Legal compliance includes complying with the so-called “insider trading” prohibitions under the federal securities laws. The federal securities laws impose civil and criminal liability on anyone who buys, sells or otherwise trades in securities while in possession of material nonpublic information, commonly called “inside information,” about the company that issued the securities. This applies equally to trading in securities of the Company and its subsidiaries and in the securities of other companies.
Inside information may take many forms. Precisely what constitutes “material nonpublic” information in a particular situation may be difficult to determine in advance since it always depends on the particular facts and circumstances.
You should take a broad view of “materiality” and consider information about an issuer of securities, whether positive or negative, to be material if either (i) there is a reasonable likelihood that it would be considered important to a prudent investor in making an investment decision about that company or (ii) the public disclosure of the information would be reasonably likely to impact the price of that company’s securities. Some examples of information that very often is sensitive and likely to be material include financial results or forecasts, a significant regulatory action or litigation development, a possible merger, acquisition or divestiture, financial problems, a significant financing or capital transaction, a significant change in business strategy or product development, or a significant management change. These examples are only illustrative and are not intended to be exhaustive.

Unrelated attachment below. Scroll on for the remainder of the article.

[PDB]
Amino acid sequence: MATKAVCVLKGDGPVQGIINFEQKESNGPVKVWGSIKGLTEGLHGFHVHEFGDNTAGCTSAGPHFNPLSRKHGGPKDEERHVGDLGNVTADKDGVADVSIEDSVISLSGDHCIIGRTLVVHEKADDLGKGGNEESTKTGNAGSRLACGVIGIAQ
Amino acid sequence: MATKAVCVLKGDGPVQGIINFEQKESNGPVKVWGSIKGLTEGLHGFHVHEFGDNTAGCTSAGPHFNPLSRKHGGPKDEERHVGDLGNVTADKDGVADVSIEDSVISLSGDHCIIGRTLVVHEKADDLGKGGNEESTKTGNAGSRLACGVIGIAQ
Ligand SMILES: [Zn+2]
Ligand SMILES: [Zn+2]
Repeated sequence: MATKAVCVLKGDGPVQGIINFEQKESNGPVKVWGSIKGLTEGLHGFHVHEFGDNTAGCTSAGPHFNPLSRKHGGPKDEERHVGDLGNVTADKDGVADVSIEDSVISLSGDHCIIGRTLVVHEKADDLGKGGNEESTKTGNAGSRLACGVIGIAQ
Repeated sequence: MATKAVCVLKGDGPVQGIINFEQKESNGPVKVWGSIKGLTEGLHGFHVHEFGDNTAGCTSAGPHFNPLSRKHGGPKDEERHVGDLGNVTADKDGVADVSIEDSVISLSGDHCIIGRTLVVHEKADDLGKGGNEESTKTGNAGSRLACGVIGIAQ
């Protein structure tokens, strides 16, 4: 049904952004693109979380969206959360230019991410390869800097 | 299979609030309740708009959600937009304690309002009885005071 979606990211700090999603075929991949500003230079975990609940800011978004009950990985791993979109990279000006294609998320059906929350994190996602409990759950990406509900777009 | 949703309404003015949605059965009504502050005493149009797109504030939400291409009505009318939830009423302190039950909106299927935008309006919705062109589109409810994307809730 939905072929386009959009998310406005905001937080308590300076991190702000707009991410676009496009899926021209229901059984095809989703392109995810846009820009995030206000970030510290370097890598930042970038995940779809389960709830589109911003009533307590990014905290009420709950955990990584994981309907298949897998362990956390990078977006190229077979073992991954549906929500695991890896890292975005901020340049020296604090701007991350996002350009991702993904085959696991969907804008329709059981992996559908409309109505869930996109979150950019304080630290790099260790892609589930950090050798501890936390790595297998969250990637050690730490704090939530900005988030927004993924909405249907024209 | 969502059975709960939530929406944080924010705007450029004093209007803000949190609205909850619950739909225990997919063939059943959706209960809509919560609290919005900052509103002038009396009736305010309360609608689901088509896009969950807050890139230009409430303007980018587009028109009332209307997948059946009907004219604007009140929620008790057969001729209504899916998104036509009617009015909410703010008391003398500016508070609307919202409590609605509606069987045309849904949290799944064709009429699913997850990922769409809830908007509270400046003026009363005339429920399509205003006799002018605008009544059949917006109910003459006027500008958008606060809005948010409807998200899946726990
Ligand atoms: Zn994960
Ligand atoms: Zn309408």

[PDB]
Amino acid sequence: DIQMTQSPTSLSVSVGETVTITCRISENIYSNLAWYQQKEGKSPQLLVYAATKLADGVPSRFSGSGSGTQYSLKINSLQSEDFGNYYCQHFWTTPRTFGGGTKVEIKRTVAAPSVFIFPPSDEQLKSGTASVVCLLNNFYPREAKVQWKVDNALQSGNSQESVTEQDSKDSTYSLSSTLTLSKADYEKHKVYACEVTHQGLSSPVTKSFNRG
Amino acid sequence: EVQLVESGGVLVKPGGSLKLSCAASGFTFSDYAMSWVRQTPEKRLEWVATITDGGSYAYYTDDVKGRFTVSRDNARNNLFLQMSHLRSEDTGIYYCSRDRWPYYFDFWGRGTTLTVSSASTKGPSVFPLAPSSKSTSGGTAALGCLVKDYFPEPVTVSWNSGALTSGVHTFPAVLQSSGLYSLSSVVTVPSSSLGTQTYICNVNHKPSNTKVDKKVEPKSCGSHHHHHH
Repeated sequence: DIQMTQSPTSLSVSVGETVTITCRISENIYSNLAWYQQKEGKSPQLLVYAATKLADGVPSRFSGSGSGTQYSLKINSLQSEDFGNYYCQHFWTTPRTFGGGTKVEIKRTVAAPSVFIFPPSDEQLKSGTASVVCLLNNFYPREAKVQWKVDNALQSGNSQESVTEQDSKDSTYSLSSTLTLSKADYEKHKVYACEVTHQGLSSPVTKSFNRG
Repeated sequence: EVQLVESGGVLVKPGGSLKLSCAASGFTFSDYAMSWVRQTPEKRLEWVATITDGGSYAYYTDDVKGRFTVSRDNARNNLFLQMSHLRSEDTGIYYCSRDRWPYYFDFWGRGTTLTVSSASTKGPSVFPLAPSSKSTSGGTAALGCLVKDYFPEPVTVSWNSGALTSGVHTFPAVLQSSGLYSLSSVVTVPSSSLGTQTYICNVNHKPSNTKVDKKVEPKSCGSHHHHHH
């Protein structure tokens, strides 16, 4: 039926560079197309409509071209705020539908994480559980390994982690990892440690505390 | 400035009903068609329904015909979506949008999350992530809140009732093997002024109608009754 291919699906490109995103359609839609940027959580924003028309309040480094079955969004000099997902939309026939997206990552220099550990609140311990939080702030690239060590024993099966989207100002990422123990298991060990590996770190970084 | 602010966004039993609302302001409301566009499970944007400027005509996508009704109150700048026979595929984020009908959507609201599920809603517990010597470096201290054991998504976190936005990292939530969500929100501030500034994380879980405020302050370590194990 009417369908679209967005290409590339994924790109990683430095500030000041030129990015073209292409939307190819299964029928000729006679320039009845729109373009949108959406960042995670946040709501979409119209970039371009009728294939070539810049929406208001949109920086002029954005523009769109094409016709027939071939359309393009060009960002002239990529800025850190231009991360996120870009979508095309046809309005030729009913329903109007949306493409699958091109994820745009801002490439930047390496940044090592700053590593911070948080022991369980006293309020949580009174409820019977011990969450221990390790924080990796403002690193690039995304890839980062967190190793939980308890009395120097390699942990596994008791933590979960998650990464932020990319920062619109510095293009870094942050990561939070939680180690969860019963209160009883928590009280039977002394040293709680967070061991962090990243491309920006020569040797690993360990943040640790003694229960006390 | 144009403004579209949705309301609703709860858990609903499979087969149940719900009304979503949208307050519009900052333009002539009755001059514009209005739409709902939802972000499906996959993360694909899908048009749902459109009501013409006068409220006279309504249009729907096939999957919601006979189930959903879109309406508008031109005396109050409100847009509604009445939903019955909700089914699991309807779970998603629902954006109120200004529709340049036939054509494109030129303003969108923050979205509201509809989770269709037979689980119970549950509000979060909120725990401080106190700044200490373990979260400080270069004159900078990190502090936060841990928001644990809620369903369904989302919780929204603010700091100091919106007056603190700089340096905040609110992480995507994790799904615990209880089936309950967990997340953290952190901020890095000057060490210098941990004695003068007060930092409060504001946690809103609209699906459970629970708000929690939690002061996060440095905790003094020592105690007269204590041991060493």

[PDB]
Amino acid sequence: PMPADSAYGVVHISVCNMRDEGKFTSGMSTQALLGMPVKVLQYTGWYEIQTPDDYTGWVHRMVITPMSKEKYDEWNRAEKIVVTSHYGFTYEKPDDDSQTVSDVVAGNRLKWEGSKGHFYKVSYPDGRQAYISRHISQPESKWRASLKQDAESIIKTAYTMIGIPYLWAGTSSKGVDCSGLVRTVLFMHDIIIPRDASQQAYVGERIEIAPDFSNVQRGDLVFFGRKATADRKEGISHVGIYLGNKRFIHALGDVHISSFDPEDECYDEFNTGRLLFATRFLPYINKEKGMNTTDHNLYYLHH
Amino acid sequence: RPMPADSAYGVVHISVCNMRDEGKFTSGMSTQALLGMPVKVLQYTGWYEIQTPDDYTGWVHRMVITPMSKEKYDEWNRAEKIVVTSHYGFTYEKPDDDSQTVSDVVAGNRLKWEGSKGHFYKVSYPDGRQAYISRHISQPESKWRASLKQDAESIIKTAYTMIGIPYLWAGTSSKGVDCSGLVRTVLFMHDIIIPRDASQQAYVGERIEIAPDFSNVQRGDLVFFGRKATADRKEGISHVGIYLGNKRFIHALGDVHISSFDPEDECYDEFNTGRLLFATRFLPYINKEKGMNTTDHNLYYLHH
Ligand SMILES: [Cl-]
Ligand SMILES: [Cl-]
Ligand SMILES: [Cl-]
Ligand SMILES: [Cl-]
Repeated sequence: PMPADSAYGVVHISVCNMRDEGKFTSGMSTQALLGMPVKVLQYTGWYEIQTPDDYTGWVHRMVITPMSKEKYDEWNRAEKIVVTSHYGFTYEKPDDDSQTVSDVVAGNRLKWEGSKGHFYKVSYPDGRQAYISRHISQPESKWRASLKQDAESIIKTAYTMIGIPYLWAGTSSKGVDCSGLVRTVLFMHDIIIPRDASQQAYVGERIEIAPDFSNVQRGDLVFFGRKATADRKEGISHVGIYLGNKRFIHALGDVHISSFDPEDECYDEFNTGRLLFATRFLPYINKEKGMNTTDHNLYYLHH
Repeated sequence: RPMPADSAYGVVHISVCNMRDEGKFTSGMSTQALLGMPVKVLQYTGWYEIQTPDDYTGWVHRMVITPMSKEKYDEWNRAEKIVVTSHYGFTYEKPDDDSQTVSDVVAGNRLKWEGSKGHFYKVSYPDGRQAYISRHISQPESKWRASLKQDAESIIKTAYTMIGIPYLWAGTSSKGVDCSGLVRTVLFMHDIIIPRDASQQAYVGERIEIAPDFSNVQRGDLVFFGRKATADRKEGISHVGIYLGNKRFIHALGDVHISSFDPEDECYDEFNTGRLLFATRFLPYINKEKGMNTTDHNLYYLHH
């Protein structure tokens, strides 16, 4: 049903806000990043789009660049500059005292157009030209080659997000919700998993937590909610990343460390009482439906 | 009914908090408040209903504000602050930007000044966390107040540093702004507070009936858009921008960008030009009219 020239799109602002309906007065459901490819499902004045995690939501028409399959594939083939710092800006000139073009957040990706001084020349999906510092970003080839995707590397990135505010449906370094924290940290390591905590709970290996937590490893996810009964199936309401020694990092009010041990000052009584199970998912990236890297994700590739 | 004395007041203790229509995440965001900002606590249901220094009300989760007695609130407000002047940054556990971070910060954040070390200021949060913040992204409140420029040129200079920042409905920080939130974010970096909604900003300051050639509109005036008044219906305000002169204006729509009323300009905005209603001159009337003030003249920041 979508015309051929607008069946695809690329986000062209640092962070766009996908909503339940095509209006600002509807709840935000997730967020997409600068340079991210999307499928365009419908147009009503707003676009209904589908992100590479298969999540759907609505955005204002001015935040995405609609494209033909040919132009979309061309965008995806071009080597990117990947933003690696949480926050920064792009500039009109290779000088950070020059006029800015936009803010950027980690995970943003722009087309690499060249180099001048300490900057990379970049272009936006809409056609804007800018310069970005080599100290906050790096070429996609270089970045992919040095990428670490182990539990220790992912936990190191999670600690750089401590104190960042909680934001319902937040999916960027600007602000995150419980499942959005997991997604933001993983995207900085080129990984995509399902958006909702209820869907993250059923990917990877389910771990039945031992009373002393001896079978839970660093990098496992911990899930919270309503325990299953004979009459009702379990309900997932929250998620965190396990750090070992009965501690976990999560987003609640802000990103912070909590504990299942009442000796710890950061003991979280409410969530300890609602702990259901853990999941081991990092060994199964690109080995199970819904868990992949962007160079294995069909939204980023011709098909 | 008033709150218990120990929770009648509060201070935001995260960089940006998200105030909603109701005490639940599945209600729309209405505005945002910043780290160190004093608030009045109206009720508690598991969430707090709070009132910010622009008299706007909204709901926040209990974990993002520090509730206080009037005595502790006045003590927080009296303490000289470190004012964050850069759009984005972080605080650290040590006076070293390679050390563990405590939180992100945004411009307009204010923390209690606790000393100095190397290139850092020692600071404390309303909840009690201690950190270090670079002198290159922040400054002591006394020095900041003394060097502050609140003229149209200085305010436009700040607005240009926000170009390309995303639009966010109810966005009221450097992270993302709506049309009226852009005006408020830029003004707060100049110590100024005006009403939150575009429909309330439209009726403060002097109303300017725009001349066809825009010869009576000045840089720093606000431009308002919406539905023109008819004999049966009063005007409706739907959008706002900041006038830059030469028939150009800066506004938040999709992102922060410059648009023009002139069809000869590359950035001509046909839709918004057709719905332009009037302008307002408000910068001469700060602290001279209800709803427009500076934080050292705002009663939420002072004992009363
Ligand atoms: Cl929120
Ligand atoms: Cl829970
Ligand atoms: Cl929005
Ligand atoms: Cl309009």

Information is considered “nonpublic” if it has not previously been disclosed to the investing public through a broadly disseminated release, such as a news release over the major business wire services or the radio, television or print media or inclusion in a document filed with the SEC.
The potential for insider trading liability is wide. For example, you could be responsible for trades made by persons to whom you have disclosed inside information (a “tip”), whether or not you intended to, or did, realize any profit from the “tipping.” The general rule and the Company’s policy is that if you have material nonpublic information about the Company, its subsidiaries or any other company, you must abstain from trading in that company’s securities and you may not disclose the information to others who might use it to trade or recommend that company’s securities to others.